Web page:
When Buechner gave the Noble Lectures at Harvard in the winter of 1969, he articulated what became the hallmark of his life work — the conviction that if God speaks to us at all, it is in the everyday events of an ordinary life. The lectures became the book The Alphabet of Grace, in which he “set out to describe a single representative day of my life in a way to suggest what there was of God to hear in it.” For Buechner, the “humdrum events of our lives,” as he called them, are an alphabet through which God spells out his words and meaning to us.
In a much-quoted passage from his book Now and Then, he articulated how both his fiction and his four memoirs had the same goal:
“By examining as closely and as candidly as I could the life that had come to seem to me in many ways a kind of trap or dead-end street, I discovered that it really wasn’t that at all. I discovered that if you really keep your eye peeled to it and your ears open, if you really pay attention to it, even such a limited and limiting life as the one I was living on Rupert Mountain opened up onto extraordinary vistas. Taking your children to school and kissing your wife good-bye. Eating lunch with a friend. Trying to do a decent day’s work. Hearing the rain patter against the window. There is no event so commonplace but that God is present within it, always hiddenly, always leaving you room to recognize him or not to recognize him, but all the more fascinatingly because of that, all the more compellingly and hauntingly. In writing those lectures and the book they later turned into, it came to seem to me that if I were called upon to state in a few words the essence of everything I was trying to say both as a novelist and as a preacher, it would be something like this: listen to your life. See it for the fathomless mystery that it is. In the boredom and pain of it no less than in the excitement and gladness: touch, taste, smell your way to the holy and hidden heart of it because in the last analysis all moments are key moments, and life itself is grace. What I started trying to do as a writer and as a preacher was more and more to draw on my on experience not just as a source of plot, character, illustration, but as a source of truth.”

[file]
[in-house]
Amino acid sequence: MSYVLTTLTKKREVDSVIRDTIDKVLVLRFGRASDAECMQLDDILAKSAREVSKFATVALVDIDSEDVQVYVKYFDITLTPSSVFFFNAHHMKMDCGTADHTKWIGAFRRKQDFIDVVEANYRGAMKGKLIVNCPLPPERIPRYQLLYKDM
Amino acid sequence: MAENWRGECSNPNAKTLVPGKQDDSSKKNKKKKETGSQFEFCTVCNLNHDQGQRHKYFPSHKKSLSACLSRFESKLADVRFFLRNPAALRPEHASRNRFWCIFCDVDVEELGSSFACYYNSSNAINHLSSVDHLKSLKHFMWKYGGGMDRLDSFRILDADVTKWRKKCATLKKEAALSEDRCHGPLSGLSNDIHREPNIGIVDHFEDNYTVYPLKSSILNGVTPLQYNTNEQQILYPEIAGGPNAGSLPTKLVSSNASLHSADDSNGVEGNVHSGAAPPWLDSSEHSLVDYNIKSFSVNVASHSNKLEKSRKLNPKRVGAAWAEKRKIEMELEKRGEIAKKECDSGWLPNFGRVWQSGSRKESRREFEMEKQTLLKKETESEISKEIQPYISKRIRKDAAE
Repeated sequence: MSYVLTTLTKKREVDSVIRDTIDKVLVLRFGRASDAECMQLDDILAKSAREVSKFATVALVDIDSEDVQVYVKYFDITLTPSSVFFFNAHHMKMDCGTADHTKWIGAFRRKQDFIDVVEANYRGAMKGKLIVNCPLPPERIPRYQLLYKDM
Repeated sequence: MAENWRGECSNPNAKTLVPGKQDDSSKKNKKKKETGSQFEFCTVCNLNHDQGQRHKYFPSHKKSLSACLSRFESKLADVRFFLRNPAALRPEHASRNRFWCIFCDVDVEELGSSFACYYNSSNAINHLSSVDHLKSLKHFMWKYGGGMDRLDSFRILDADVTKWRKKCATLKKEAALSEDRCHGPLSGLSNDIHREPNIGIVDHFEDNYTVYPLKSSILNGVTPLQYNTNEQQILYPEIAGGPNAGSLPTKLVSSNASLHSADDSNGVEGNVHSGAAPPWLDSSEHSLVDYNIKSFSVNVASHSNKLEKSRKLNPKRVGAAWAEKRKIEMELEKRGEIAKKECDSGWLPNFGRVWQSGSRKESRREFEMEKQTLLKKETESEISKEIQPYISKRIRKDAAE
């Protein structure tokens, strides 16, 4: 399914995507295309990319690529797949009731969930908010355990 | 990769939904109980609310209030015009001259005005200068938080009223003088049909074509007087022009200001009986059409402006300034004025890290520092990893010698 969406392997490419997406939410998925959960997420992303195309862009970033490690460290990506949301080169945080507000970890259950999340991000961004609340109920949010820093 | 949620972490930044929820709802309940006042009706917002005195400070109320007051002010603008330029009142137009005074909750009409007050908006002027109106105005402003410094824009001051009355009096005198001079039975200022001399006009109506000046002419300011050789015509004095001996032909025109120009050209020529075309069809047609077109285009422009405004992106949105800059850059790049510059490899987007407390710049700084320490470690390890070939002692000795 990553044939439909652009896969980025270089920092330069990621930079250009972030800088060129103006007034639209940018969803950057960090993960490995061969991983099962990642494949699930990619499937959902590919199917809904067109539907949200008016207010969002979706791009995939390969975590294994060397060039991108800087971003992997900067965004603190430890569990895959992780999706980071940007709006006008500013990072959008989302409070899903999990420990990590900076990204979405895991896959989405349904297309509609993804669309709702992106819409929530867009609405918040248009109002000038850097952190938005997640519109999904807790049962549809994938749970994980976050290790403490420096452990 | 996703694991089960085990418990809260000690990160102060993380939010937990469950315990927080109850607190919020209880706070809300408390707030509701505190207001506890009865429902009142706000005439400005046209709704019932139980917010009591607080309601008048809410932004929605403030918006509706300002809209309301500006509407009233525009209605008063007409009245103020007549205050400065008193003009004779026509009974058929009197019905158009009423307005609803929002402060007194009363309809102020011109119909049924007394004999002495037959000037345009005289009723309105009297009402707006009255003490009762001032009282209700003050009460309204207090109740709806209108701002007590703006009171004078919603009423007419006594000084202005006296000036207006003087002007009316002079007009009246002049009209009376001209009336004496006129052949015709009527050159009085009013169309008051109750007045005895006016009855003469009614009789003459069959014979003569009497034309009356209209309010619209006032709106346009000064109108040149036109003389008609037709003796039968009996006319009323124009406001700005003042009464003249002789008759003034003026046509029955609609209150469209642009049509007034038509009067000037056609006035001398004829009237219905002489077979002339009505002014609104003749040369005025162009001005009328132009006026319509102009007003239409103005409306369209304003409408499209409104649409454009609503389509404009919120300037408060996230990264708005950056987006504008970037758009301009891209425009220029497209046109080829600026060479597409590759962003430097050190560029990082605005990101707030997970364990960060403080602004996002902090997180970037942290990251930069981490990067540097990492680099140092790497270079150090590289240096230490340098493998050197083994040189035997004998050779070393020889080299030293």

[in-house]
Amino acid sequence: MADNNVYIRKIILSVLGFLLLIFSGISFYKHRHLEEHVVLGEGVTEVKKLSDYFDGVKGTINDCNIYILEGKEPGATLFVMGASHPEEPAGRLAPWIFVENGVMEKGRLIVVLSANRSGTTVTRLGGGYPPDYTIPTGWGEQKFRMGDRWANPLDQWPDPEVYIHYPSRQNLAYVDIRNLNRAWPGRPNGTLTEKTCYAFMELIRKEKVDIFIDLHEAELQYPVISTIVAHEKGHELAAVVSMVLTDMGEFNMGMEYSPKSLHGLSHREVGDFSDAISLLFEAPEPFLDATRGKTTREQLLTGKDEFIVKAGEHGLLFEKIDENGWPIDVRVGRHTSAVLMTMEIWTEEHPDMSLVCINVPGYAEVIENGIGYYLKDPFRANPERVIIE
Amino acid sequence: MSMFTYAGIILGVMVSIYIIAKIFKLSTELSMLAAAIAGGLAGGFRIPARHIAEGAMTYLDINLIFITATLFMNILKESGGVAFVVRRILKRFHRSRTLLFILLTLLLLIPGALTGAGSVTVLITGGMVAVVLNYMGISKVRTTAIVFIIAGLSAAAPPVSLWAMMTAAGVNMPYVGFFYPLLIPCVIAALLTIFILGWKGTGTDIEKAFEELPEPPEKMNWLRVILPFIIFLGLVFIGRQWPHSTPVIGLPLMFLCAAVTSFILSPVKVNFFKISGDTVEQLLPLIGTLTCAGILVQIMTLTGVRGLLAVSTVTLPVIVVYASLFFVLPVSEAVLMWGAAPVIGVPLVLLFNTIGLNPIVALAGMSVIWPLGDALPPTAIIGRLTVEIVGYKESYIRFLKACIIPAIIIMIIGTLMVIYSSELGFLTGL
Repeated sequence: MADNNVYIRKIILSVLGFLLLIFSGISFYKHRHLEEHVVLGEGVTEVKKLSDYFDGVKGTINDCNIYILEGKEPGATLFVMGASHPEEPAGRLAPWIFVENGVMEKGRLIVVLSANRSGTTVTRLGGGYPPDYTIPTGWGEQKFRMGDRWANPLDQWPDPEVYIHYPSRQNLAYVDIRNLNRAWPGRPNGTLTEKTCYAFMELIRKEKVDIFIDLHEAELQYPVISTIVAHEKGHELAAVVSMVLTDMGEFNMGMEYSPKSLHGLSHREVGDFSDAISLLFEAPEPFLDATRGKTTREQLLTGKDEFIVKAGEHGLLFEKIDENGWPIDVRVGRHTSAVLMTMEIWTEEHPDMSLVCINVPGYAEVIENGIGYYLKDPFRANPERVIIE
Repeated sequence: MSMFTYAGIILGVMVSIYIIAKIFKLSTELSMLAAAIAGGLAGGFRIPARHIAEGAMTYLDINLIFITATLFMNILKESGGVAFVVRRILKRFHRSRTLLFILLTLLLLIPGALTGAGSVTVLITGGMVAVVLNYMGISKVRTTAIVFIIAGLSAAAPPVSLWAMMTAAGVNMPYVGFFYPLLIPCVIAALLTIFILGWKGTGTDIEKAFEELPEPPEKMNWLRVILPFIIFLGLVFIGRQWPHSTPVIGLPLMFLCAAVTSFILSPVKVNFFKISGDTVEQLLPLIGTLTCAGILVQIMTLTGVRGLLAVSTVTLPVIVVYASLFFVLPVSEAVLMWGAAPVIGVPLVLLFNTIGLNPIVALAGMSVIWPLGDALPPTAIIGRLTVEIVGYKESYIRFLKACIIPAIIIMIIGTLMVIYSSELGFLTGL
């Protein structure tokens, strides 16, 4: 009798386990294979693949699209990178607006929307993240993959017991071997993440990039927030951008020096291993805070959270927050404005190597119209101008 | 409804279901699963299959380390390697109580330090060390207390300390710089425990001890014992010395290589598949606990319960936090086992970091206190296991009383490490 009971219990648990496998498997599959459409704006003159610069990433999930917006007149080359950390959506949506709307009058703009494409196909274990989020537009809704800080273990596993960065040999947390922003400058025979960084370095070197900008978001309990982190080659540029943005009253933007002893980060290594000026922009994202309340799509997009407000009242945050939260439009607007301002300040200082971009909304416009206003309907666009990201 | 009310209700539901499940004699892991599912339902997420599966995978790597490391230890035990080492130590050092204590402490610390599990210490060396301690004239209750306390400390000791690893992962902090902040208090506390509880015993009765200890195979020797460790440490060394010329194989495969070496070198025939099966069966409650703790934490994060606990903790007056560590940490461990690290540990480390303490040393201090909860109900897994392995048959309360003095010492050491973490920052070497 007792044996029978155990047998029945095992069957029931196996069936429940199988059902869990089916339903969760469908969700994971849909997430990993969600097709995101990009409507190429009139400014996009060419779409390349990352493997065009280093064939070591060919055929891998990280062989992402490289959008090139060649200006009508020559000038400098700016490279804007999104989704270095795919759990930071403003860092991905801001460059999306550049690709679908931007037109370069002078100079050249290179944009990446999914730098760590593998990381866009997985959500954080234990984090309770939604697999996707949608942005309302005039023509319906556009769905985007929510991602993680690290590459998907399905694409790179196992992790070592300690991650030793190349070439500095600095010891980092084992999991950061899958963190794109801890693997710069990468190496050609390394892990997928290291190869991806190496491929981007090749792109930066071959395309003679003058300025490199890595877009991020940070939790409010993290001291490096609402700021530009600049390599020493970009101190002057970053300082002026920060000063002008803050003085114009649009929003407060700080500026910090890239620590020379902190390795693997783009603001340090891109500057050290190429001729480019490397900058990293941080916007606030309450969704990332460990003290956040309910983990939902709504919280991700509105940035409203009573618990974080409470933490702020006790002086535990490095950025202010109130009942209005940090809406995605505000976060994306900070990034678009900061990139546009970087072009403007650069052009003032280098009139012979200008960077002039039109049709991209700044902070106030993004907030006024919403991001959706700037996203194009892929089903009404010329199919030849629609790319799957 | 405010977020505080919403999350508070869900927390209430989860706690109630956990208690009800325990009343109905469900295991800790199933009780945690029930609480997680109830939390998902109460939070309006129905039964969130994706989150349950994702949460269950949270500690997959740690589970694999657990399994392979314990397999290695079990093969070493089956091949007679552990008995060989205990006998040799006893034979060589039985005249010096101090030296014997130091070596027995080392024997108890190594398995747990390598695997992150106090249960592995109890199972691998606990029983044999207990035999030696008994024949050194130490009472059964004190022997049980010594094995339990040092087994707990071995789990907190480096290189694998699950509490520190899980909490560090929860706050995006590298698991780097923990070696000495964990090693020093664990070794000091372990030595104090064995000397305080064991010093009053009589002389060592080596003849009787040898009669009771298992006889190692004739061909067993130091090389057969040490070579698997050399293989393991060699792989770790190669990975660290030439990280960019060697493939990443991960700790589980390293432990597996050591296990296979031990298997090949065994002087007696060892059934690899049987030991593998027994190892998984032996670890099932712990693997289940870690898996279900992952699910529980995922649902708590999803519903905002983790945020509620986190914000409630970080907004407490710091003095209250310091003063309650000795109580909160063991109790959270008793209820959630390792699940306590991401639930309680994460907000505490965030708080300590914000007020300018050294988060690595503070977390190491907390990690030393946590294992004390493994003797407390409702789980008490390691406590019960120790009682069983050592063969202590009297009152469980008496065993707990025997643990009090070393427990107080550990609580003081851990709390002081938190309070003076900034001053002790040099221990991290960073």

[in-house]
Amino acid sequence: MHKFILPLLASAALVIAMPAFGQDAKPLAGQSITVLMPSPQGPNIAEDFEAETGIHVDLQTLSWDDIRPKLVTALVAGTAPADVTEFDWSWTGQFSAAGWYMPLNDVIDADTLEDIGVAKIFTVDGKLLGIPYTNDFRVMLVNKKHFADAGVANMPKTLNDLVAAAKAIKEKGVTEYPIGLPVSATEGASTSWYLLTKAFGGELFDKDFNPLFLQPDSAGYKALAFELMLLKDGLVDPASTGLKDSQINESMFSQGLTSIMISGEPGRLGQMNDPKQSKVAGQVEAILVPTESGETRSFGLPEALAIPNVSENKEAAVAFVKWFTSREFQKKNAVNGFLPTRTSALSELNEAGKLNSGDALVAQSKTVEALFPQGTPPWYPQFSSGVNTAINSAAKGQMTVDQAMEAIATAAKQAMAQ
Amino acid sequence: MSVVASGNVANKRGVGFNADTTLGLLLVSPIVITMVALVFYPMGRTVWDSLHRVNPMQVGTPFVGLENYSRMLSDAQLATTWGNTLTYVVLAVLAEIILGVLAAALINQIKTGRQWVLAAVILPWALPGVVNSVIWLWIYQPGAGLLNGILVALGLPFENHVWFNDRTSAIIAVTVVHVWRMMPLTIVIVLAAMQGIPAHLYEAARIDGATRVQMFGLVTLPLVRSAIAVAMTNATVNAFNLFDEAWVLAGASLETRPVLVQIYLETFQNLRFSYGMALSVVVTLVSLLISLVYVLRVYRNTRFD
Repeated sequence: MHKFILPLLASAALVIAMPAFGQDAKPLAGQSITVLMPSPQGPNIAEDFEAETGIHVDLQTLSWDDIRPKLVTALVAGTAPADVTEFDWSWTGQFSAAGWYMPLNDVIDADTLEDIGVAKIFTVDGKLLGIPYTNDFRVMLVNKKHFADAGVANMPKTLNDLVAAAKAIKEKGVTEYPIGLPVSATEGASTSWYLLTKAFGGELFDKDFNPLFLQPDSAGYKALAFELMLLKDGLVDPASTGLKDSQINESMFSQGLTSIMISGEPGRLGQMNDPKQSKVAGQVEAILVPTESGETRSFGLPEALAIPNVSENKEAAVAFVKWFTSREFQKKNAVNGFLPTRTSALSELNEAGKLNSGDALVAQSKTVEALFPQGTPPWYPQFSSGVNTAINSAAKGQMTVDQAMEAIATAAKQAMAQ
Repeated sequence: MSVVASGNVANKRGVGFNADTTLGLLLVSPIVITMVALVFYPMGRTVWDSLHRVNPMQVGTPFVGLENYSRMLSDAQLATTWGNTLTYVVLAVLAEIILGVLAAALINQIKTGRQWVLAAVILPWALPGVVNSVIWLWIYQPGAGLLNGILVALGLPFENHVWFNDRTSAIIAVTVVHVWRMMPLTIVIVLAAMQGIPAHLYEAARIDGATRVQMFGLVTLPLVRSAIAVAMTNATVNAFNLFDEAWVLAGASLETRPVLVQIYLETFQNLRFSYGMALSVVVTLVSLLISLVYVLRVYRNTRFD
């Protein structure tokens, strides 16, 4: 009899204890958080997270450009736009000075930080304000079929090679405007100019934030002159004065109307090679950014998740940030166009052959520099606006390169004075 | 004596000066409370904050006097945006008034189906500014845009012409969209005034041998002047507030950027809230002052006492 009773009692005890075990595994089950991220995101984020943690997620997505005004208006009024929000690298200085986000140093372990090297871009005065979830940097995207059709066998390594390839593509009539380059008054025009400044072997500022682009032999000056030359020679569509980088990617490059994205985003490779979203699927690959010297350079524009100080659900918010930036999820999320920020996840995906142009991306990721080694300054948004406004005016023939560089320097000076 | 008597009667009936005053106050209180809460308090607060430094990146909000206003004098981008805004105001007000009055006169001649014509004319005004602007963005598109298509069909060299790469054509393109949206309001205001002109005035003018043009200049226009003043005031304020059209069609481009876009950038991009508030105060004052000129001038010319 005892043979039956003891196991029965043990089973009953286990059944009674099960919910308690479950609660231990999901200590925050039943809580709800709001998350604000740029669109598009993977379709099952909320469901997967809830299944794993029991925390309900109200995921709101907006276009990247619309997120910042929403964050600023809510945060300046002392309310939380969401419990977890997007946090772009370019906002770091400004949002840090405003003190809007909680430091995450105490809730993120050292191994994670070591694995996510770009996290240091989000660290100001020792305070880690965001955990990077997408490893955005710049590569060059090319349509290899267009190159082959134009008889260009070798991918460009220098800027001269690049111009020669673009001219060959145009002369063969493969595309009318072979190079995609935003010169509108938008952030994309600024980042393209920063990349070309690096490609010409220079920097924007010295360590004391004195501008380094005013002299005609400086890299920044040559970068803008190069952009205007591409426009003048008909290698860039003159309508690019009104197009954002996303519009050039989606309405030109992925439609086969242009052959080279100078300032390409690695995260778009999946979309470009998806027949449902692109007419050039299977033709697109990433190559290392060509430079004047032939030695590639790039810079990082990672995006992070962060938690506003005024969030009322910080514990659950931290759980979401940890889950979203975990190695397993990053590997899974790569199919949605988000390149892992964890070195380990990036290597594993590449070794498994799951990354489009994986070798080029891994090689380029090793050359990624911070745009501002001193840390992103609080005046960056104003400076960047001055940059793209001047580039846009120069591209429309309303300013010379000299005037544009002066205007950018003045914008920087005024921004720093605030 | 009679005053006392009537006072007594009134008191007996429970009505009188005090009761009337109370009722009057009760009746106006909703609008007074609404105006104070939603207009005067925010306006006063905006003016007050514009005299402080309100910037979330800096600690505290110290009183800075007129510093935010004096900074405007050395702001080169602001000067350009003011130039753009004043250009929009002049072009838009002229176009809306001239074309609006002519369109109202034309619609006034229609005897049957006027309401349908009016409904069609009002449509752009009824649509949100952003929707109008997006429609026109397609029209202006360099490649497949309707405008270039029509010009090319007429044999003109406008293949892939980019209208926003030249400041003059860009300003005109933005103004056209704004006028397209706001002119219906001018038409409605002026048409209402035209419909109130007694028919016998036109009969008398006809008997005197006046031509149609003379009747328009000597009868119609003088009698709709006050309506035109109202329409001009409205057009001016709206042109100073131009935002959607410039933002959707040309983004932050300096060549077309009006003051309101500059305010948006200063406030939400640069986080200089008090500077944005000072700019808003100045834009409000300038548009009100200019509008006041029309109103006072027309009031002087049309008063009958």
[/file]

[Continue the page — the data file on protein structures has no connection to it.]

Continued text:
Through what he called “conscious remembering,” for Buechner theology became a form of autobiography, and writing a way of self-discovery. In his own life that meant telling his own family secrets about the suicides of his father and his uncle, and his daughter’s deep struggles with anorexia, and yet nonetheless experiencing God’s grace.